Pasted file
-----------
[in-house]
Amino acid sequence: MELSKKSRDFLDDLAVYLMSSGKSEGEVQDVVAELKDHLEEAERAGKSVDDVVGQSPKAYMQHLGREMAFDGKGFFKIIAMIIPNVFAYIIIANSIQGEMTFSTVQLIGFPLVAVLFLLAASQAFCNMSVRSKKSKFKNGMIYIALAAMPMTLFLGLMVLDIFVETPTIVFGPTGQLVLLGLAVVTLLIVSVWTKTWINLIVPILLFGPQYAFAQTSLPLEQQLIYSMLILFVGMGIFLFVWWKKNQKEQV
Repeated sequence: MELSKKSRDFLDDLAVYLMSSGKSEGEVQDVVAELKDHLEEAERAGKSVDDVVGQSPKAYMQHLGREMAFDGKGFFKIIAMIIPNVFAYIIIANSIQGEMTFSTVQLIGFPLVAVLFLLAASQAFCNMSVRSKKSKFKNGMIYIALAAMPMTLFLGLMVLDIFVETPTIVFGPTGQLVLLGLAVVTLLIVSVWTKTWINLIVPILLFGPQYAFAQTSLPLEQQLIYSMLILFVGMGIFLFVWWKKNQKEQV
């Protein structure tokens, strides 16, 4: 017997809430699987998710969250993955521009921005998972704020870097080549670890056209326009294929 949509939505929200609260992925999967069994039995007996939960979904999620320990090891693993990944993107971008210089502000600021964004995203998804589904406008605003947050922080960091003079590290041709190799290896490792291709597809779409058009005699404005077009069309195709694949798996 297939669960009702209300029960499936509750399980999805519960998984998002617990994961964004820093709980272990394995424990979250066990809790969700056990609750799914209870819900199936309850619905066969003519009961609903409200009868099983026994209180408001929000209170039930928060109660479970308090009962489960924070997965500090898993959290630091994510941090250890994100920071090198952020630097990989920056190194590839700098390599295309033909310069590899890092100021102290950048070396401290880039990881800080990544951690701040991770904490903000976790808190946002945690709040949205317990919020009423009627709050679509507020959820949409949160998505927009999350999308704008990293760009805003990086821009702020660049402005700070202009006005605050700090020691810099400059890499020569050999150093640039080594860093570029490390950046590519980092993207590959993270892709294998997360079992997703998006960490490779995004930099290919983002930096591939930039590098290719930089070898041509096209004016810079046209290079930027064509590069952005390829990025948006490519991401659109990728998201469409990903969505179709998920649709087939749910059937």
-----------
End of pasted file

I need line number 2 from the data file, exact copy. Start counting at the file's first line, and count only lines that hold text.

Amino acid sequence: MELSKKSRDFLDDLAVYLMSSGKSEGEVQDVVAELKDHLEEAERAGKSVDDVVGQSPKAYMQHLGREMAFDGKGFFKIIAMIIPNVFAYIIIANSIQGEMTFSTVQLIGFPLVAVLFLLAASQAFCNMSVRSKKSKFKNGMIYIALAAMPMTLFLGLMVLDIFVETPTIVFGPTGQLVLLGLAVVTLLIVSVWTKTWINLIVPILLFGPQYAFAQTSLPLEQQLIYSMLILFVGMGIFLFVWWKKNQKEQV